Rouge Media Wins Court Ruling in Ongoing Indoor Ad War
March 18, 2013 | Chris Powell | Comments
Rouge Media Group president Martin Poitras says a Quebec court has delivered a “knockout punch” to its two major competitors in the highly competitive indoor advertising space.
For the second time this year, the Montreal-based company has emerged on the winning side of a court decision regarding its ability to sell advertising in restaurants, nightclubs and post-secondary campuses where its primary competitors, Newad Media and Zoom Media, have contracts.
In a ruling Wednesday, the Quebec Court of Appeal paved the way for the out-of-home advertising company to install advertising in approximately 39 establishments in Toronto and Montreal where Zoom Media has contracts to supply in-washroom advertising.
The ruling invoked the Latin principle of Audi alteram partem (“hear the other side too”) – because the affected establishments were not called to testify on Zoom’s behalf about the scope of their contract, it would be contrary to the law to take away their right to earn additional revenue through contracts with Rouge Media.
The decision overturned an April 2011 ruling by the Superior Court of Quebec denying Rouge Media permission to install advertising in areas of the establishments other than the washroom. Rouge Media’s primary product is 5 x 7-foot vinyl murals that are often displayed in the main room of bars, clubs and resto-bars.
Wednesday’s decision came less than two months after another significant legal victory for Rouge, in which the Quebec Court of Appeal dismissed an appeal by another competitor, Newad, regarding a 2011 decision by the Superior Court of Quebec in which it declined to issue a permanent injunction against Rouge Media.
These decisions are the latest salvo in a frequently rancorous battle between Rouge and its two Montreal-based competitors. Poitras said the decision is vindication for his company.
“It’s been a long [battle] to show that we’re right,” Poitras told Marketing. “It’s been a long process and we often felt it was a bit unfair, because we knew we were right.”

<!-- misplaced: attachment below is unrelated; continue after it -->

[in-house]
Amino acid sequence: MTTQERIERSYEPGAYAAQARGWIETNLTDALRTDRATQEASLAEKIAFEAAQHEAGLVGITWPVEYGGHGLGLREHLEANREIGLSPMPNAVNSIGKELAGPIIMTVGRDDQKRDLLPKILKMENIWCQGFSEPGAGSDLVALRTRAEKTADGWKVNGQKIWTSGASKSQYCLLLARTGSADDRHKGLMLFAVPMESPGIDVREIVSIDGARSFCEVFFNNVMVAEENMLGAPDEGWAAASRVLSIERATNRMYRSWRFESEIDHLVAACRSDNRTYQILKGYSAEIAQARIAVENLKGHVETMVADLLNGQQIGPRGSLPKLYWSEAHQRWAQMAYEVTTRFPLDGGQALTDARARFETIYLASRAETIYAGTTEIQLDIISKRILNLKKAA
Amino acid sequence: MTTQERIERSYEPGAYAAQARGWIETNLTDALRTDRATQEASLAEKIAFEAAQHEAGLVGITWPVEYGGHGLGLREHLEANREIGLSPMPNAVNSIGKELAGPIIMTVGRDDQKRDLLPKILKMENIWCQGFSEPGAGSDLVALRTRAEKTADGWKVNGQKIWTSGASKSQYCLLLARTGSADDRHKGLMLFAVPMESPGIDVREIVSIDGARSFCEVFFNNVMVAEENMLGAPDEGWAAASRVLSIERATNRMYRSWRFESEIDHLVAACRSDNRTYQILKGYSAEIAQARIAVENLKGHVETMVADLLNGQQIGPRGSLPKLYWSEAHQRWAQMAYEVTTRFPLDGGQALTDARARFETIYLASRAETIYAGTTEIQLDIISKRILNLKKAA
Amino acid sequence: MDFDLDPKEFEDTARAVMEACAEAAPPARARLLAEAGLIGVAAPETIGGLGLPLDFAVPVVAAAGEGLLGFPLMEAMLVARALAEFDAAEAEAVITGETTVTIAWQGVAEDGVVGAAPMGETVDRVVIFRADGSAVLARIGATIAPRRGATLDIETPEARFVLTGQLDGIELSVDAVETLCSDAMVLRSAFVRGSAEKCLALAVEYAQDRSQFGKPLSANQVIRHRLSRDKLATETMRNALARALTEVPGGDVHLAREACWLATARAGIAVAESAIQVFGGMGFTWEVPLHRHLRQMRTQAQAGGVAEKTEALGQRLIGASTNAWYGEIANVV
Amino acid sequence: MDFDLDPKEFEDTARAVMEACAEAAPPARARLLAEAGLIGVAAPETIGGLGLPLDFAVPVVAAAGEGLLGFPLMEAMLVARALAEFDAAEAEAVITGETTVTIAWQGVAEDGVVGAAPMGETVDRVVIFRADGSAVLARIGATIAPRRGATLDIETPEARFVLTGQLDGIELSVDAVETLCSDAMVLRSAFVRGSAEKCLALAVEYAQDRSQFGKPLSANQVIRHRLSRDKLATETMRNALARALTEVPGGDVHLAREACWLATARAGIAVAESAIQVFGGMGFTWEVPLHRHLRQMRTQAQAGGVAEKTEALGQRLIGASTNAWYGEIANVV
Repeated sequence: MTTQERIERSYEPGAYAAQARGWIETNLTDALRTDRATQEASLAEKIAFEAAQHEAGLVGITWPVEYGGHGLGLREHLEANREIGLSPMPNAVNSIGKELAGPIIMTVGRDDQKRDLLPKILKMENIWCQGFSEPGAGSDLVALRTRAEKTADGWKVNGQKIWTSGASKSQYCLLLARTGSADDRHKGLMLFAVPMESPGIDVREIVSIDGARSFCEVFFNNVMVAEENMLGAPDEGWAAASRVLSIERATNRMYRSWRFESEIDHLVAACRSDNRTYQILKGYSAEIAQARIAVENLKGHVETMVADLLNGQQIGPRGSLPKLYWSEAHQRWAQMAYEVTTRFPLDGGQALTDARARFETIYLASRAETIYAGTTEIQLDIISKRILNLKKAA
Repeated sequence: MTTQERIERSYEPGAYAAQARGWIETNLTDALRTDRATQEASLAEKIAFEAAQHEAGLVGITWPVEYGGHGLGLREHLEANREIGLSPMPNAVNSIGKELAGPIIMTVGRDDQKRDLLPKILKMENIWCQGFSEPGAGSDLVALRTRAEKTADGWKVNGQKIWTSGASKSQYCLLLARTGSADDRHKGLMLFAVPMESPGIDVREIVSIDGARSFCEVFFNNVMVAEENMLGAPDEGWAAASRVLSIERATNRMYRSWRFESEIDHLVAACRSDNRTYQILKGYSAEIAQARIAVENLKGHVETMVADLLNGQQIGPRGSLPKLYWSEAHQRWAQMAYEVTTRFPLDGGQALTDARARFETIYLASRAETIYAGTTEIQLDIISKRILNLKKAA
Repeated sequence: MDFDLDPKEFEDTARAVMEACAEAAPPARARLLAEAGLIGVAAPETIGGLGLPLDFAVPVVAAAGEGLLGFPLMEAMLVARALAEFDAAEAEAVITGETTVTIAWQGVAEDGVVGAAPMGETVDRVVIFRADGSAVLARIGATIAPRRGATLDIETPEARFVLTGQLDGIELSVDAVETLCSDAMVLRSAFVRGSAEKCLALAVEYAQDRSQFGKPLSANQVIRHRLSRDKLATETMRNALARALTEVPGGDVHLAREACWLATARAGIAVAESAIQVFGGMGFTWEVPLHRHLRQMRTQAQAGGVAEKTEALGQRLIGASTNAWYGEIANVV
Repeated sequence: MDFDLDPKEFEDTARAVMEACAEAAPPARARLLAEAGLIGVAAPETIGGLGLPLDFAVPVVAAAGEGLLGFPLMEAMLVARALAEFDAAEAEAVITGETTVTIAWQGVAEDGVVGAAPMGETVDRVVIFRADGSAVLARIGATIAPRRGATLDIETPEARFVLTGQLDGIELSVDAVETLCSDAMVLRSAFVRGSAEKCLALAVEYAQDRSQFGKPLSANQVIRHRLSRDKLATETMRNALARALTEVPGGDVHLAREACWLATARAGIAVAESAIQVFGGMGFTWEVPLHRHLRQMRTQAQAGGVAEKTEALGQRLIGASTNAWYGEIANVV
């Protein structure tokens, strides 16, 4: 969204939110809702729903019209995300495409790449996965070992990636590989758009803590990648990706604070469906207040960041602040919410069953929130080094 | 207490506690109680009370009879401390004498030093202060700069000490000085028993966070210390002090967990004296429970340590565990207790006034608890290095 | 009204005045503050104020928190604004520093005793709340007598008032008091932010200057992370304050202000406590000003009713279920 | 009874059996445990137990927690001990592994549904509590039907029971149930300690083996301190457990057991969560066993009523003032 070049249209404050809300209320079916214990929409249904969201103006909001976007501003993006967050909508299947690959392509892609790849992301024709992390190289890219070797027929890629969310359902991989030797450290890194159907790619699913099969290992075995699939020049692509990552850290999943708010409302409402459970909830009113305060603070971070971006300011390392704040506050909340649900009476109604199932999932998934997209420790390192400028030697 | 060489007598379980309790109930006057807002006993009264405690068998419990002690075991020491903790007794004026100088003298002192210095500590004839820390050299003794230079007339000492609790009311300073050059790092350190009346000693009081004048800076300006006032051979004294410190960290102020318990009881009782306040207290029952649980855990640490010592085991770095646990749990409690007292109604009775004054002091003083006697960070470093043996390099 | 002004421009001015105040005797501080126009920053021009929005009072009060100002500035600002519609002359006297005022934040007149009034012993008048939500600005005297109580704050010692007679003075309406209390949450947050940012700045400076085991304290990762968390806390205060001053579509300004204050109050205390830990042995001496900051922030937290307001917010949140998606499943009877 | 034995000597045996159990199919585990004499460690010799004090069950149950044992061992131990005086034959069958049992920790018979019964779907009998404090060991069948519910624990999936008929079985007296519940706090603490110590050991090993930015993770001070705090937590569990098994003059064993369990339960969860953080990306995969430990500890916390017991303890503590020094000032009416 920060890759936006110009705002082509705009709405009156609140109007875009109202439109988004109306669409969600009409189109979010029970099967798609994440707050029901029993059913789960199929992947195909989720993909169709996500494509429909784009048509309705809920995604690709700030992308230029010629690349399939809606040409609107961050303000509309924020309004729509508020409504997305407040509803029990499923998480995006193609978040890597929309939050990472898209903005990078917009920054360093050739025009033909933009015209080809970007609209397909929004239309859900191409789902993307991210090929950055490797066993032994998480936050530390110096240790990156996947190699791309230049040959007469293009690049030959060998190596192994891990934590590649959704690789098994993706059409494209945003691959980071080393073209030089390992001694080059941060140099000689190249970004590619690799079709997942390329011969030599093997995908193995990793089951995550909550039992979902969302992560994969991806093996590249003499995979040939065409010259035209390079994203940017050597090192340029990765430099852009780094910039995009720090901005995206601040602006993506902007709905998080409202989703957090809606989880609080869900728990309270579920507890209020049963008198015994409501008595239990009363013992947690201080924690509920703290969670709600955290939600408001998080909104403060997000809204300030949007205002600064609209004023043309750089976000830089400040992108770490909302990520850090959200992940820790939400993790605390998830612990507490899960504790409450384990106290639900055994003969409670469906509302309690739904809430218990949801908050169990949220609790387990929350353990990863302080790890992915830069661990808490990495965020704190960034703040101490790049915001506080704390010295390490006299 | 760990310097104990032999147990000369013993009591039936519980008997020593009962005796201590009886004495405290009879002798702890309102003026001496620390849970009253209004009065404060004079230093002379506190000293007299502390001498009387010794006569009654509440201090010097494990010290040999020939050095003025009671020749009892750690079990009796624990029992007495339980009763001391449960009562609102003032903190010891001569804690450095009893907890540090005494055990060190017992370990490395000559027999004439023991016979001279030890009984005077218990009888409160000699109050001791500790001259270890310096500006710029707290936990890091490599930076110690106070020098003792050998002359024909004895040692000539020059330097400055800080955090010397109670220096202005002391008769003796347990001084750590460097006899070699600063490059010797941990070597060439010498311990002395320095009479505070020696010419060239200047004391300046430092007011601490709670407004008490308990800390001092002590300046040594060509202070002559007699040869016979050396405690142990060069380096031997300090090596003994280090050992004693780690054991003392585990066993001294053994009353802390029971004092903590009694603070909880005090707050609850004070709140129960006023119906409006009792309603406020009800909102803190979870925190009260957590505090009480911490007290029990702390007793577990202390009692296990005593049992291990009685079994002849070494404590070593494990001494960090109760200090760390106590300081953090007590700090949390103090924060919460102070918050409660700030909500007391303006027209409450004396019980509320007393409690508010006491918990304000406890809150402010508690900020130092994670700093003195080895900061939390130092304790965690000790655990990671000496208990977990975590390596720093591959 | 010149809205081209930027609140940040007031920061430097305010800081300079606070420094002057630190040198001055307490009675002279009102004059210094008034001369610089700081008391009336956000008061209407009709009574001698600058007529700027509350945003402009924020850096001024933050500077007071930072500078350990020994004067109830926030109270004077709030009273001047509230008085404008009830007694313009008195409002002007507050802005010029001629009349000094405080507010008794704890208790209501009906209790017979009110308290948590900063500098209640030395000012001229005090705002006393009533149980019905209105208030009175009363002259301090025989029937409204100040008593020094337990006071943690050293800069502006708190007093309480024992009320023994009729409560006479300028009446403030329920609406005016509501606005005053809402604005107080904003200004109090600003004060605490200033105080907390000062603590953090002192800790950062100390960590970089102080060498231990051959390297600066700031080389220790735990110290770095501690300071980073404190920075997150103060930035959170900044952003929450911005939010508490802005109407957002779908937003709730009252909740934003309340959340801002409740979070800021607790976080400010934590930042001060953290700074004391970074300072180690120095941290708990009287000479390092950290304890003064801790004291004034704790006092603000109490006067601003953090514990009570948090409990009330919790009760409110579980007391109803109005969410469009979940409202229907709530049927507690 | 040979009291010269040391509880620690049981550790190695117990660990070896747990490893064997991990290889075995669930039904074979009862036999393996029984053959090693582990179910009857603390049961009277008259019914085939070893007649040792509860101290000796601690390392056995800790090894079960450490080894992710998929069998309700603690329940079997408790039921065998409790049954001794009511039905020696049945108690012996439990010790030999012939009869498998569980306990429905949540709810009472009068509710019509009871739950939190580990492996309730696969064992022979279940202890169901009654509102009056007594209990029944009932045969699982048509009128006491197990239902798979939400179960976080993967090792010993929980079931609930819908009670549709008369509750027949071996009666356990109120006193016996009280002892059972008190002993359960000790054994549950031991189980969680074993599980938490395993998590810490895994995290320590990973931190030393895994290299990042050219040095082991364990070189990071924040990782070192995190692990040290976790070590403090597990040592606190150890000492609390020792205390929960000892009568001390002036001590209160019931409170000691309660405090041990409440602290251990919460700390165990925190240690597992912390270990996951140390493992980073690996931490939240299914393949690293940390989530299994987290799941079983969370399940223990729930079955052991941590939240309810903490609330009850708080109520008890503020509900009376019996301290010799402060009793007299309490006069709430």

Rouge Media now has partnerships with more than 2,000 companies through three networks catering to resto-bars, campuses, beauty salons and spas.
But Zoom Media chairman and CEO Francois de Gaspé Beaubien claims that Rouge Media’s court victory last week came on a technicality. He asserts that the court actually refused to rule because none of the involved establishment owners were asked to testify in the proceedings.
“Martin is taking it as a victory,” said de Gaspé Beaubien. “Good for him.
“Clearly we’re disappointed, but basically at the end of the day [the ruling] was procedural in nature,” said de Gaspé Beaubien, who asserted that the judgment was basically saying “We refuse to judge.”
Poitras disagreed with de Gaspé Beaubien’s characterization. “There’s a 30-page ruling that says their claim on exclusivity is limited only to the product they carry, which is washroom ads in 98% of the cases.
“These two companies misled people,” he added. “But the judgment is more than a victory – it’s a knockout punch. It confirms that their agreement with every single bar in Canada is only valid for the product they have in the washrooms.”
Further complicating matters is the fact that Poitras worked for Zoom between 1995 and 2002. De Gaspé Beaubien said that Poitras knew exactly how Zoom’s contracts with establishments were worded, and exploited this knowledge to draft contracts with business owners that circumvented certain stipulations.
“I was very upset that a former employee of mine took my contracts and… willfully went into venues where we had exclusivity,” said de Gaspé Beaubien.
For instance, he said, Zoom’s old contracts referred to advertising faces bolted into the wall, while Rouge Media designed banners that were bolted into the ceiling. De Gaspé Beaubien admitted that some of the former contracts weren’t clear on exclusivity, but have now been reworded to be “crystal clear,” he said.
Responding to de Gaspé Beaubien’s claim of contract circumvention, Poitras responded, “the clause at Zoom changed all the time, and the only thing that mattered was to protect the washrooms. To claim that we came up with a product that is suspended [in order] to circumvent the clause is ridiculous.”
Poitras claims that less than 10% of Rouge Media’s inventory is suspended from the ceiling, with the remainder affixed to walls. None of the inventory in Rouge Media’s resto-bar network, he added, is suspended from the ceiling.